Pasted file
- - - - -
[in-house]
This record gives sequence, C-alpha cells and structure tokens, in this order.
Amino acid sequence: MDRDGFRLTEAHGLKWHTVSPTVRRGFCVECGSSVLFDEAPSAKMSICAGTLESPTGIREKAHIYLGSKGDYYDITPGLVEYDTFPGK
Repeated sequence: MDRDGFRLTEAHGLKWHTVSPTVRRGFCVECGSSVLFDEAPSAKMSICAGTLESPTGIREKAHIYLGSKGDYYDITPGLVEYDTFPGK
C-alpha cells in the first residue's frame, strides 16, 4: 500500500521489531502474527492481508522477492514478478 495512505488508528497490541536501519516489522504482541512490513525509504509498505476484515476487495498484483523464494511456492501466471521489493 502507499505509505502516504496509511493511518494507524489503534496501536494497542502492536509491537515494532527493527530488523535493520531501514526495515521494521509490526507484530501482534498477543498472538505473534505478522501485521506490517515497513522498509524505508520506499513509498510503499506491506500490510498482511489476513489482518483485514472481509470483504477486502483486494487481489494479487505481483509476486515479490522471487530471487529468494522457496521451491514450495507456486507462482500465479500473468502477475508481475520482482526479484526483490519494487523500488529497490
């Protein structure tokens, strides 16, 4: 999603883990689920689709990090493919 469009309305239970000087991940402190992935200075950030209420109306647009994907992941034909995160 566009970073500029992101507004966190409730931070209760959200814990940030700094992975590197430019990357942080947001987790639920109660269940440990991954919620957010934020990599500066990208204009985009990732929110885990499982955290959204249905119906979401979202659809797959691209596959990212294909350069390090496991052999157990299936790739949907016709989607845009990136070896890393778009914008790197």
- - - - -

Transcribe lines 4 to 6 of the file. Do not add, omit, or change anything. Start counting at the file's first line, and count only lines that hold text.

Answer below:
Repeated sequence: MDRDGFRLTEAHGLKWHTVSPTVRRGFCVECGSSVLFDEAPSAKMSICAGTLESPTGIREKAHIYLGSKGDYYDITPGLVEYDTFPGK
C-alpha cells in the first residue's frame, strides 16, 4: 500500500521489531502474527492481508522477492514478478 495512505488508528497490541536501519516489522504482541512490513525509504509498505476484515476487495498484483523464494511456492501466471521489493 502507499505509505502516504496509511493511518494507524489503534496501536494497542502492536509491537515494532527493527530488523535493520531501514526495515521494521509490526507484530501482534498477543498472538505473534505478522501485521506490517515497513522498509524505508520506499513509498510503499506491506500490510498482511489476513489482518483485514472481509470483504477486502483486494487481489494479487505481483509476486515479490522471487530471487529468494522457496521451491514450495507456486507462482500465479500473468502477475508481475520482482526479484526483490519494487523500488529497490
């Protein structure tokens, strides 16, 4: 999603883990689920689709990090493919 469009309305239970000087991940402190992935200075950030209420109306647009994907992941034909995160 566009970073500029992101507004966190409730931070209760959200814990940030700094992975590197430019990357942080947001987790639920109660269940440990991954919620957010934020990599500066990208204009985009990732929110885990499982955290959204249905119906979401979202659809797959691209596959990212294909350069390090496991052999157990299936790739949907016709989607845009990136070896890393778009914008790197």